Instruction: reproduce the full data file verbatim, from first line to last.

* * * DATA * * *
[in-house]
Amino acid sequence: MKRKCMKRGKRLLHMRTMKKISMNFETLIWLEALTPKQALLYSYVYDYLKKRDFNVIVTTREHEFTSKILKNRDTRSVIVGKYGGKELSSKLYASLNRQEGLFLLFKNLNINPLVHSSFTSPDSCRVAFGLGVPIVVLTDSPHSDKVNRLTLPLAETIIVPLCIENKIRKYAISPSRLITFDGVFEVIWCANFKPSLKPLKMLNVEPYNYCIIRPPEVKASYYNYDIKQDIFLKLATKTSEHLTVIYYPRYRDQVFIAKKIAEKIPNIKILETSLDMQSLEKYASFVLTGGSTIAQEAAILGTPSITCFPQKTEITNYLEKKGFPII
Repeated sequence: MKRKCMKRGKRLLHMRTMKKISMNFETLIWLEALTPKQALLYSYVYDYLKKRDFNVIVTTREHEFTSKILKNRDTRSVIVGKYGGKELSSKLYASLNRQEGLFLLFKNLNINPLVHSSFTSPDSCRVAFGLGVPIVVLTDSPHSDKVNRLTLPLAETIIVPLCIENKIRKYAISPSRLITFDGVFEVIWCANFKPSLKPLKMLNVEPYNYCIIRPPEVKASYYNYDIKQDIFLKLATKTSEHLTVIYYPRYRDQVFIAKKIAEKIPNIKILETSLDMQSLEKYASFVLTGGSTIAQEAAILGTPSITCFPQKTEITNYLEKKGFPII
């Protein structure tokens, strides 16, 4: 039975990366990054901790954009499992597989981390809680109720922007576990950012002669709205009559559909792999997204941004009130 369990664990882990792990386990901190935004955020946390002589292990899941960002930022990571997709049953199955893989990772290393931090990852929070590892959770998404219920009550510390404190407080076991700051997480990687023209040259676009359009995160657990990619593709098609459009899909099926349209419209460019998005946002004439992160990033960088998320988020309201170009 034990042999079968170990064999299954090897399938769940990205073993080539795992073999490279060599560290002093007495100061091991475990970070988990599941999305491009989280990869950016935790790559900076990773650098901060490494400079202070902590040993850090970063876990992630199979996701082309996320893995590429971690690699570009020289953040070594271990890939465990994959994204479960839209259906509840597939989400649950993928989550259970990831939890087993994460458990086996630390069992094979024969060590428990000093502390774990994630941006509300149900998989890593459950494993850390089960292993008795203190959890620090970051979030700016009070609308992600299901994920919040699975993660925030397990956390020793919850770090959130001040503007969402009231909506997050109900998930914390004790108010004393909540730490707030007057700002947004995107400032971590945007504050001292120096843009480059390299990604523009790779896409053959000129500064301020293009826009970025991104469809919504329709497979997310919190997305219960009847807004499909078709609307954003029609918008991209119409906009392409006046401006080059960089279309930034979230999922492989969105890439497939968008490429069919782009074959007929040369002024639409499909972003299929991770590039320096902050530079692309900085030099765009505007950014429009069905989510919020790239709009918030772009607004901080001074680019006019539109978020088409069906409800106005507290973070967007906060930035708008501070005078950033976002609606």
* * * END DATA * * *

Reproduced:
[in-house]
Amino acid sequence: MKRKCMKRGKRLLHMRTMKKISMNFETLIWLEALTPKQALLYSYVYDYLKKRDFNVIVTTREHEFTSKILKNRDTRSVIVGKYGGKELSSKLYASLNRQEGLFLLFKNLNINPLVHSSFTSPDSCRVAFGLGVPIVVLTDSPHSDKVNRLTLPLAETIIVPLCIENKIRKYAISPSRLITFDGVFEVIWCANFKPSLKPLKMLNVEPYNYCIIRPPEVKASYYNYDIKQDIFLKLATKTSEHLTVIYYPRYRDQVFIAKKIAEKIPNIKILETSLDMQSLEKYASFVLTGGSTIAQEAAILGTPSITCFPQKTEITNYLEKKGFPII
Repeated sequence: MKRKCMKRGKRLLHMRTMKKISMNFETLIWLEALTPKQALLYSYVYDYLKKRDFNVIVTTREHEFTSKILKNRDTRSVIVGKYGGKELSSKLYASLNRQEGLFLLFKNLNINPLVHSSFTSPDSCRVAFGLGVPIVVLTDSPHSDKVNRLTLPLAETIIVPLCIENKIRKYAISPSRLITFDGVFEVIWCANFKPSLKPLKMLNVEPYNYCIIRPPEVKASYYNYDIKQDIFLKLATKTSEHLTVIYYPRYRDQVFIAKKIAEKIPNIKILETSLDMQSLEKYASFVLTGGSTIAQEAAILGTPSITCFPQKTEITNYLEKKGFPII
């Protein structure tokens, strides 16, 4: 039975990366990054901790954009499992597989981390809680109720922007576990950012002669709205009559559909792999997204941004009130 369990664990882990792990386990901190935004955020946390002589292990899941960002930022990571997709049953199955893989990772290393931090990852929070590892959770998404219920009550510390404190407080076991700051997480990687023209040259676009359009995160657990990619593709098609459009899909099926349209419209460019998005946002004439992160990033960088998320988020309201170009 034990042999079968170990064999299954090897399938769940990205073993080539795992073999490279060599560290002093007495100061091991475990970070988990599941999305491009989280990869950016935790790559900076990773650098901060490494400079202070902590040993850090970063876990992630199979996701082309996320893995590429971690690699570009020289953040070594271990890939465990994959994204479960839209259906509840597939989400649950993928989550259970990831939890087993994460458990086996630390069992094979024969060590428990000093502390774990994630941006509300149900998989890593459950494993850390089960292993008795203190959890620090970051979030700016009070609308992600299901994920919040699975993660925030397990956390020793919850770090959130001040503007969402009231909506997050109900998930914390004790108010004393909540730490707030007057700002947004995107400032971590945007504050001292120096843009480059390299990604523009790779896409053959000129500064301020293009826009970025991104469809919504329709497979997310919190997305219960009847807004499909078709609307954003029609918008991209119409906009392409006046401006080059960089279309930034979230999922492989969105890439497939968008490429069919782009074959007929040369002024639409499909972003299929991770590039320096902050530079692309900085030099765009505007950014429009069905989510919020790239709009918030772009607004901080001074680019006019539109978020088409069906409800106005507290973070967007906060930035708008501070005078950033976002609606």